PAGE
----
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How to Argue Against a Ranking List

How to Argue Against a Ranking List

‘Chiu on This’ is a short and regular opinion blast

Ranking lists are a favorite past time of any hobbyist regardless of what it is they are interested in. After all it’s human nature to put things into a competence hierarchy because we enjoy the best things of any particular thing we’re doing.

 

As someone who has written those types of list before and seen some of the responses, I felt it was time to teach people how to articulate their position in a convincing manner. As people know, ranking lists boil down to being opinion pieces and opinions generally cannot be “right” or “wrong” in an absolute sense. So how do you argue against that?

 

The first thing you need to look at is the criteria of what the list maker has written down. If they don’t do that, then you can skip the list because I think at that point it’s a waste of time. Without a compass to understand what the author values, then it is no longer an exercise in argumentation of what makes something the best, but rather personal unvalidated opinion (which could be interesting depending on the flair of the writer, but rarely is).

 

Once the criteria is set, there are then two ways to argue against the ranking. The first and best way to do it is to judge their picks based on the criteria they give you and see if it is consistently applied to all examples. For instance, in Starcraft 2 there is a debate of what kind of tournaments you play at. The GSL is a long term prep tournament whereas the international events are fast weekenders. So even if you beat the exact same player in a weekender, it isn’t the same as beating them in the GSL. However the criteria is applied differently to different players based on popularity (Stephano and TaeJa is the one that comes to mind). I’ve seen lists where Stephano gained points and TaeJa lost points without the criticism being consistently applied to both players. In general you can ask for a finer point of clarification as there is a lot of thought that goes into a rankings lists that doesn’t make it to the final cut (in my GOAT SC2 piece, I wrote something around 30,000+ words, but only used a fraction of all my research).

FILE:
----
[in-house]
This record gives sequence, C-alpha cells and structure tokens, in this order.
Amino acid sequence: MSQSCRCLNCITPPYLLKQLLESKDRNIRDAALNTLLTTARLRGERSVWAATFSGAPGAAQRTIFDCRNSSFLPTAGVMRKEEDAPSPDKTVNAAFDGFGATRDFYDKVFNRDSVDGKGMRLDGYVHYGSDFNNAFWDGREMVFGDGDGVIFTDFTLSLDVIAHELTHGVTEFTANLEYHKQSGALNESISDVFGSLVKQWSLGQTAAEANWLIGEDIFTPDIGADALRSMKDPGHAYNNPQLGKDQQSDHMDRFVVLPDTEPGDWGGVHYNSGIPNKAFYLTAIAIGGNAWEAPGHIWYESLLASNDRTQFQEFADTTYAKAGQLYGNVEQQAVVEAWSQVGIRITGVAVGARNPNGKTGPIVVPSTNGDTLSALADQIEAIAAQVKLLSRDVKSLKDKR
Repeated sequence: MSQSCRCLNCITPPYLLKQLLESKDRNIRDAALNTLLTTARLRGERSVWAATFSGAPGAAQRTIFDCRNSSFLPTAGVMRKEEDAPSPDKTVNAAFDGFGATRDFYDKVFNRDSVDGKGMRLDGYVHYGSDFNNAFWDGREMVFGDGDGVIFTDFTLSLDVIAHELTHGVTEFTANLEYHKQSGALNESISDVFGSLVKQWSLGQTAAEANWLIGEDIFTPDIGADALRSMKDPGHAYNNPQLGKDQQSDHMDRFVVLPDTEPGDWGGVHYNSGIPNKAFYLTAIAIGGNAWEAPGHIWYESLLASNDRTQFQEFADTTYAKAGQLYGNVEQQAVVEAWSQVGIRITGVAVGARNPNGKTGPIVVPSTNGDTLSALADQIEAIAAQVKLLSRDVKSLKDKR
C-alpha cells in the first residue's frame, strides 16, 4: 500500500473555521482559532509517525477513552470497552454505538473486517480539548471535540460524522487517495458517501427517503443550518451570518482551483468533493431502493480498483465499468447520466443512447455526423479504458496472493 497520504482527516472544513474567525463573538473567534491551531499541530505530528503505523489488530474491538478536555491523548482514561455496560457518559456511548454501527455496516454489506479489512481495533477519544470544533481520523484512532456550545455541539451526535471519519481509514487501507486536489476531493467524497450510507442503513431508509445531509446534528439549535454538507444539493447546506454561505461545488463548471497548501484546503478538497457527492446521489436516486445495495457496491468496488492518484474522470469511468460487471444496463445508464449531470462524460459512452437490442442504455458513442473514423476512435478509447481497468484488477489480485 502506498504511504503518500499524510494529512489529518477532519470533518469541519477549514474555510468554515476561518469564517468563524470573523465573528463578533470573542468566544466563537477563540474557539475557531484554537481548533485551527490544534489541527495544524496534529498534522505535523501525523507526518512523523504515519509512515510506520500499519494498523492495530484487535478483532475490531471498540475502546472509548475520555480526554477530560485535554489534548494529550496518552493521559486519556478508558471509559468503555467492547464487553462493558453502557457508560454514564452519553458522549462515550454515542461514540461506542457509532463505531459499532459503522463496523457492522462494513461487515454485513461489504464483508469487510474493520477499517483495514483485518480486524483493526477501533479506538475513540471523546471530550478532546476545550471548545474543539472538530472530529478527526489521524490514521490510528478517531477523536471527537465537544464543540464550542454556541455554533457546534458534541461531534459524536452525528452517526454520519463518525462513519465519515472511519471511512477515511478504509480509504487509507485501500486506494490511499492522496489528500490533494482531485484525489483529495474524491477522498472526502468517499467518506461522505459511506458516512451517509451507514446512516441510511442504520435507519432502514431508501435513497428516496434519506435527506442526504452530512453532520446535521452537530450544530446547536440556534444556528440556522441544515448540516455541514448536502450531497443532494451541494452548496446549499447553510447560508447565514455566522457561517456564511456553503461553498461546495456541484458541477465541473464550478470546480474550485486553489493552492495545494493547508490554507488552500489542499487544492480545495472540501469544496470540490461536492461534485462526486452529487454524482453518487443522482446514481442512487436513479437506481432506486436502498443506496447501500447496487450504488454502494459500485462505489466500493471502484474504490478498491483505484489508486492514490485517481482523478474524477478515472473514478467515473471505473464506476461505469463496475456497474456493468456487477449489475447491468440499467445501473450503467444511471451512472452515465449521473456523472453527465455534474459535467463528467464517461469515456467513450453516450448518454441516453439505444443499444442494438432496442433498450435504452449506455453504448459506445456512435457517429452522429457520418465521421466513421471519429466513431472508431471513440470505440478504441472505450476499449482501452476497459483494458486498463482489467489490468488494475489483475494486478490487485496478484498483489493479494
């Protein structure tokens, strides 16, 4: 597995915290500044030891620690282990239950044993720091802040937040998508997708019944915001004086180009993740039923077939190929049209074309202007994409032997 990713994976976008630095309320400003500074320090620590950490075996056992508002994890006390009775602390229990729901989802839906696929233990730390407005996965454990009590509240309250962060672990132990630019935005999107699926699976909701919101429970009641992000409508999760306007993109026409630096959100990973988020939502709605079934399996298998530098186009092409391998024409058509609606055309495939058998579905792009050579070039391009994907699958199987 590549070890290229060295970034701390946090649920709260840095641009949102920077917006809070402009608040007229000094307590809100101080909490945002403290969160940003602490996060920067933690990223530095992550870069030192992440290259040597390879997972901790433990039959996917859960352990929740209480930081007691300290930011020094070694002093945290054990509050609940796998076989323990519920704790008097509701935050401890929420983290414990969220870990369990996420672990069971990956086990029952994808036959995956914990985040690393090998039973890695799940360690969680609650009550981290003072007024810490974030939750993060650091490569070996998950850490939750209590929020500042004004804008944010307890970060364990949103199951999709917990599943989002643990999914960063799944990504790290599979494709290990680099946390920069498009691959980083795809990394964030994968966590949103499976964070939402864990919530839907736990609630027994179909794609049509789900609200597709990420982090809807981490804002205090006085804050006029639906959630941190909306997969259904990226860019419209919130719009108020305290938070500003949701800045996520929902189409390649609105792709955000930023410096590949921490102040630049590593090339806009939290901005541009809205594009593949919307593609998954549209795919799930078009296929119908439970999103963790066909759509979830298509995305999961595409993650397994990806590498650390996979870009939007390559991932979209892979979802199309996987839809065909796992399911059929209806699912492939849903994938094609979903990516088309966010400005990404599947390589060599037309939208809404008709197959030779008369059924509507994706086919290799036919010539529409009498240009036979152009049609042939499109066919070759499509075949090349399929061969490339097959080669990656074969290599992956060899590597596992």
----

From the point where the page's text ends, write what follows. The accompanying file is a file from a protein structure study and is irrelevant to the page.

The second way to argue against a rankings list is to arguest against the criteria itself. This is something I’ve always done if I think the criteria is worthless. I don’t care how much the prize pool is in terms of a player’s ranking because the amount of money won doesn’t reflect on the skill of the players. I have yet to see someone prove to me that Lyn was four times the player MMA was in 2011 when MMA was off at MLG winning his title while Lyn was winning some random Chinese tournament with four times the prize pool. I also don’t care about how many fans a player has as it has no impact on what being the best team. Shanghai Dragons could have all of the fans in the world, but me and 5 random buddies could have gotten that 0-40 too.

 

I’ll do follow up pieces on how to actually do this with some of the games to show concrete examples of how to think about these things.

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